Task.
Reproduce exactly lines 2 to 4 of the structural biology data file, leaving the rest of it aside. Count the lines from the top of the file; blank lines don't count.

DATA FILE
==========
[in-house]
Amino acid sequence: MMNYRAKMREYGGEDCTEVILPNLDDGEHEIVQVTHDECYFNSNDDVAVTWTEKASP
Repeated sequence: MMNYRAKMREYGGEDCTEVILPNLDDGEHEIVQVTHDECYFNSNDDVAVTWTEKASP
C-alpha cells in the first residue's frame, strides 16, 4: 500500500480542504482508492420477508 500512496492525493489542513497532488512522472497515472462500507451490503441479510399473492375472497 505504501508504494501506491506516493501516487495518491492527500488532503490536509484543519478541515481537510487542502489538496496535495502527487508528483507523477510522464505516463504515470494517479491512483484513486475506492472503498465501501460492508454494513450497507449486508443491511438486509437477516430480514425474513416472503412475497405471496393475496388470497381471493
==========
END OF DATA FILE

Amino acid sequence: MMNYRAKMREYGGEDCTEVILPNLDDGEHEIVQVTHDECYFNSNDDVAVTWTEKASP
Repeated sequence: MMNYRAKMREYGGEDCTEVILPNLDDGEHEIVQVTHDECYFNSNDDVAVTWTEKASP
C-alpha cells in the first residue's frame, strides 16, 4: 500500500480542504482508492420477508 500512496492525493489542513497532488512522472497515472462500507451490503441479510399473492375472497 505504501508504494501506491506516493501516487495518491492527500488532503490536509484543519478541515481537510487542502489538496496535495502527487508528483507523477510522464505516463504515470494517479491512483484513486475506492472503498465501501460492508454494513450497507449486508443491511438486509437477516430480514425474513416472503412475497405471496393475496388470497381471493